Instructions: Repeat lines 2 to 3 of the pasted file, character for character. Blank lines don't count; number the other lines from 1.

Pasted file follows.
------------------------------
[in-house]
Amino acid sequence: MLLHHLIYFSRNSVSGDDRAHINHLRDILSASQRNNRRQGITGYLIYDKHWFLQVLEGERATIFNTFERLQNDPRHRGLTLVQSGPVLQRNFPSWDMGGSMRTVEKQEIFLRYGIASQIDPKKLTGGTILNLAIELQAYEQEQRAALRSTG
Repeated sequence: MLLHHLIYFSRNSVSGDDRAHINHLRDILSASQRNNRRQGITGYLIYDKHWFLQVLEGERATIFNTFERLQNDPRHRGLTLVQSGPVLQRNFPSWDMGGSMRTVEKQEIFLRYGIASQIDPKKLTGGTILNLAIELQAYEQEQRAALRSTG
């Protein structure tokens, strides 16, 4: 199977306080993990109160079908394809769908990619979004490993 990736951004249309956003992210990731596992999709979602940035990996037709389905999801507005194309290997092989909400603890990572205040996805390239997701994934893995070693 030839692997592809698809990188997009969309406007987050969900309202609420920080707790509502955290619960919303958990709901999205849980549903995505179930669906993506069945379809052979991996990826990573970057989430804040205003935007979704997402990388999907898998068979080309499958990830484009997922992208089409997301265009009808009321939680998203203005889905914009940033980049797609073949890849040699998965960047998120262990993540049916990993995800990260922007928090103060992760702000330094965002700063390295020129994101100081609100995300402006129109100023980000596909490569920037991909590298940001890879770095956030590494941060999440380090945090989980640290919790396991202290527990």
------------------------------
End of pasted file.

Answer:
Amino acid sequence: MLLHHLIYFSRNSVSGDDRAHINHLRDILSASQRNNRRQGITGYLIYDKHWFLQVLEGERATIFNTFERLQNDPRHRGLTLVQSGPVLQRNFPSWDMGGSMRTVEKQEIFLRYGIASQIDPKKLTGGTILNLAIELQAYEQEQRAALRSTG
Repeated sequence: MLLHHLIYFSRNSVSGDDRAHINHLRDILSASQRNNRRQGITGYLIYDKHWFLQVLEGERATIFNTFERLQNDPRHRGLTLVQSGPVLQRNFPSWDMGGSMRTVEKQEIFLRYGIASQIDPKKLTGGTILNLAIELQAYEQEQRAALRSTG